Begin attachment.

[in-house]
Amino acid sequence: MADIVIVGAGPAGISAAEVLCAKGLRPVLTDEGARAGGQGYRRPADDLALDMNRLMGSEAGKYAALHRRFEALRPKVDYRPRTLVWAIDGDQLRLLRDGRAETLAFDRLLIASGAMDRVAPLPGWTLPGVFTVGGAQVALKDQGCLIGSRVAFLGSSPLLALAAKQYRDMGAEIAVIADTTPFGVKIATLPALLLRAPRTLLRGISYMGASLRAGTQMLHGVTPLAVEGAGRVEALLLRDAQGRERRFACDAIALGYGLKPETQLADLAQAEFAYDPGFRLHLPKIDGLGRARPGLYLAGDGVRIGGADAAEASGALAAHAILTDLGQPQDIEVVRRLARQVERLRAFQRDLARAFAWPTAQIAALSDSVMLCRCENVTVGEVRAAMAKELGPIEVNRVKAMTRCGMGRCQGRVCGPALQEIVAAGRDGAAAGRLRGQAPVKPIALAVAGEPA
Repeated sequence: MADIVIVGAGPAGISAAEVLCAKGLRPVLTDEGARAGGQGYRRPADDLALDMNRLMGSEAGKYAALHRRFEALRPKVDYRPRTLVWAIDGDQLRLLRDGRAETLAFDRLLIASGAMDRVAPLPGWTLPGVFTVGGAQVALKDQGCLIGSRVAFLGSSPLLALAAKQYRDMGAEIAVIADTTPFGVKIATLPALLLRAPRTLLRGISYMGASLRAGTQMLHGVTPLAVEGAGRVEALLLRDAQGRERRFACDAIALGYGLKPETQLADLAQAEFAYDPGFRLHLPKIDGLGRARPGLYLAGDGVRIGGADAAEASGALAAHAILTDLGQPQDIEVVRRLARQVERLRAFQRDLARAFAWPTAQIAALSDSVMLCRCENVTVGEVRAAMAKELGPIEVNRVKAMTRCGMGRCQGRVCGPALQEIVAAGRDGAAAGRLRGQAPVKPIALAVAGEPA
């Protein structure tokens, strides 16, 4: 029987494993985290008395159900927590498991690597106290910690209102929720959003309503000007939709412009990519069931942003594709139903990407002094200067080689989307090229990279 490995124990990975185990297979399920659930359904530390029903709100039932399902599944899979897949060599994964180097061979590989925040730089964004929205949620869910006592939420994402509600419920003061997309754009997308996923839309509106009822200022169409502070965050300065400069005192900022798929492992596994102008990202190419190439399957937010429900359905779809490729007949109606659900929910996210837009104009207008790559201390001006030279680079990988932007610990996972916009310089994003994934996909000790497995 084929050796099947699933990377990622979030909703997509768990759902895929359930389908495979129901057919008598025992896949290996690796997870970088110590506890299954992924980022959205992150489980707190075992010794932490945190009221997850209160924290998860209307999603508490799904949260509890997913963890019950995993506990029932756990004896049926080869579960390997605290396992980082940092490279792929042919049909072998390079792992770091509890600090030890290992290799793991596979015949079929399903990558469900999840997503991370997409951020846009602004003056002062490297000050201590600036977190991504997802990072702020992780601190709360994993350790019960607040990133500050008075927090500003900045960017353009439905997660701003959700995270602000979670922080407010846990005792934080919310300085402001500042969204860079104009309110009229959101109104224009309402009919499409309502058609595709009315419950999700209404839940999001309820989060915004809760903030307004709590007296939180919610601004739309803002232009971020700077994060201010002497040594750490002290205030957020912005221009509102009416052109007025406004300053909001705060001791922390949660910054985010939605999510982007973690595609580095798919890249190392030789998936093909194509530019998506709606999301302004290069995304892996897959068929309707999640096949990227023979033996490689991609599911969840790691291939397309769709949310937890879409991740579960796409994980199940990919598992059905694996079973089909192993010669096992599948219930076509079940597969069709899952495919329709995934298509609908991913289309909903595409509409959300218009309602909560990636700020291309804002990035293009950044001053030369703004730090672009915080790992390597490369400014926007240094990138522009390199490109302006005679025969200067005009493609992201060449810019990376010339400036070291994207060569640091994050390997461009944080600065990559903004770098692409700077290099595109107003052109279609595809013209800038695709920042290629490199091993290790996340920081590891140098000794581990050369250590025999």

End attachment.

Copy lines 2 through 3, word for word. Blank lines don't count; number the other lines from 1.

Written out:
Amino acid sequence: MADIVIVGAGPAGISAAEVLCAKGLRPVLTDEGARAGGQGYRRPADDLALDMNRLMGSEAGKYAALHRRFEALRPKVDYRPRTLVWAIDGDQLRLLRDGRAETLAFDRLLIASGAMDRVAPLPGWTLPGVFTVGGAQVALKDQGCLIGSRVAFLGSSPLLALAAKQYRDMGAEIAVIADTTPFGVKIATLPALLLRAPRTLLRGISYMGASLRAGTQMLHGVTPLAVEGAGRVEALLLRDAQGRERRFACDAIALGYGLKPETQLADLAQAEFAYDPGFRLHLPKIDGLGRARPGLYLAGDGVRIGGADAAEASGALAAHAILTDLGQPQDIEVVRRLARQVERLRAFQRDLARAFAWPTAQIAALSDSVMLCRCENVTVGEVRAAMAKELGPIEVNRVKAMTRCGMGRCQGRVCGPALQEIVAAGRDGAAAGRLRGQAPVKPIALAVAGEPA
Repeated sequence: MADIVIVGAGPAGISAAEVLCAKGLRPVLTDEGARAGGQGYRRPADDLALDMNRLMGSEAGKYAALHRRFEALRPKVDYRPRTLVWAIDGDQLRLLRDGRAETLAFDRLLIASGAMDRVAPLPGWTLPGVFTVGGAQVALKDQGCLIGSRVAFLGSSPLLALAAKQYRDMGAEIAVIADTTPFGVKIATLPALLLRAPRTLLRGISYMGASLRAGTQMLHGVTPLAVEGAGRVEALLLRDAQGRERRFACDAIALGYGLKPETQLADLAQAEFAYDPGFRLHLPKIDGLGRARPGLYLAGDGVRIGGADAAEASGALAAHAILTDLGQPQDIEVVRRLARQVERLRAFQRDLARAFAWPTAQIAALSDSVMLCRCENVTVGEVRAAMAKELGPIEVNRVKAMTRCGMGRCQGRVCGPALQEIVAAGRDGAAAGRLRGQAPVKPIALAVAGEPA